Archive for Google Streetview

Episode 157 – July 25, 2010

Posted in Breach, Conference Coverage, Court Cases, criminal forensics, darkweb, ediscovery, Show Notes, The CyberJungle, Vulnerabilities with tags , , , , , on July 24, 2010 by datasecurityblog

You can hear episode 157 by clicking on the Flash player below, or if your device does not support Flash, you can visit our  listening options page for other ways to receive the show. Episode 157 is one hour and 10 minutes long.


Dr. Charlie Miller, Principal Analyst for Independent Security Evaluators,  offers a preview of his DefCon presentation about cyberwarfare to be given in Las Vegas at the end of the month.  “Kim Jong-il and Me.” (Yes he’s that Charlie Miller.) Charlie says he really didn’t feel qualified to address the topic of cyberwarfare when he was first asked, but then decided to treat the request as an opportunity to play a game in he pretended he was approached by a rogue government for the purpose of building a cyberarmy.  What would it take?  Hear Charlie’s interview about 23 minutes into episode 157.


The CyberJungle mistakenly reported that it is not possible to turn off an Apple iPad and iPhone feature that reports the owner’s location to the Big A twice daily.  We oversimplified this story and we got it wrong.  We have been informed by our favorite Apple connoisseurs that it is possible to turn the feature off.  We apologize for the misinformation. We have removed the segment from the podcast, so it won’t be heard again,  and we will note in next week’s radio show that we were incorrect.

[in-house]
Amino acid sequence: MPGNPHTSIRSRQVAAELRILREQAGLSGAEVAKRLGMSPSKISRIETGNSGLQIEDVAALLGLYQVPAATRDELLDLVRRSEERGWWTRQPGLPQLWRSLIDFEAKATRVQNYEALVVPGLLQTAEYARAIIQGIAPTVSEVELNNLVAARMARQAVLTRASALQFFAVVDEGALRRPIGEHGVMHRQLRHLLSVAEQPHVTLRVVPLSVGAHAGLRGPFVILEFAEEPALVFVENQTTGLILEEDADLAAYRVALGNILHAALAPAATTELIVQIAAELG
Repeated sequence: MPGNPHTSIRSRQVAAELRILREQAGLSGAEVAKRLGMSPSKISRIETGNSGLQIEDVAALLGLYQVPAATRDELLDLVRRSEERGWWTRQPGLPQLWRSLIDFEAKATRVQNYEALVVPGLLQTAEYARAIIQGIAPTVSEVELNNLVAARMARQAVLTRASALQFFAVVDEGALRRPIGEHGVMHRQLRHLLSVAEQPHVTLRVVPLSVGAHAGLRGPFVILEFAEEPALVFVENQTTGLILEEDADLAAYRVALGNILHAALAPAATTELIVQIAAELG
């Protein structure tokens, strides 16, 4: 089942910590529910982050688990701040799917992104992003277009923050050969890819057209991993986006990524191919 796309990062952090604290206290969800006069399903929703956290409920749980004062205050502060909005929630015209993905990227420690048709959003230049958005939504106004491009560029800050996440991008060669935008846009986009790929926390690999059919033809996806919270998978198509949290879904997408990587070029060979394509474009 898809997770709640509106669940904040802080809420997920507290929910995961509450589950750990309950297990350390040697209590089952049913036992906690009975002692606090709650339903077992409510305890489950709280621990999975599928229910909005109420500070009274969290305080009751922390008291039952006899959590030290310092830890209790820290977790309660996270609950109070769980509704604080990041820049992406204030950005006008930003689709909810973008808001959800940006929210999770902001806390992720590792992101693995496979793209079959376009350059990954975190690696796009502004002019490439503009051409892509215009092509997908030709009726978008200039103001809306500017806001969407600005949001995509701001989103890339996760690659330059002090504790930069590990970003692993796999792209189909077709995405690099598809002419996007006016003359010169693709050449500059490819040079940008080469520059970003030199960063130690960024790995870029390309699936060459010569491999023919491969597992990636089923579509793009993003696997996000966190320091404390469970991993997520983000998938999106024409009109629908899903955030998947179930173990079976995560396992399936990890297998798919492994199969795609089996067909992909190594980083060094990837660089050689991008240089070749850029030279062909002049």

Tales from the Dark Web

If you’re using Microsoft Windows this attack is aimed at you.  (Raise your hand if you aren’t using Microsoft Windows.)  Here is the MSFT Advisory on the Microsoft Link Attacks. Here is an explanation of the attack and video demo from Sophos.

Our Take on This Week’s News

A consumer survey that measured for the first time customer satisfaction with social media sites reports that — are you sitting down? — people hate Facebook.  It scored lower than the airlines and the cable companies, and even lower than the IRS.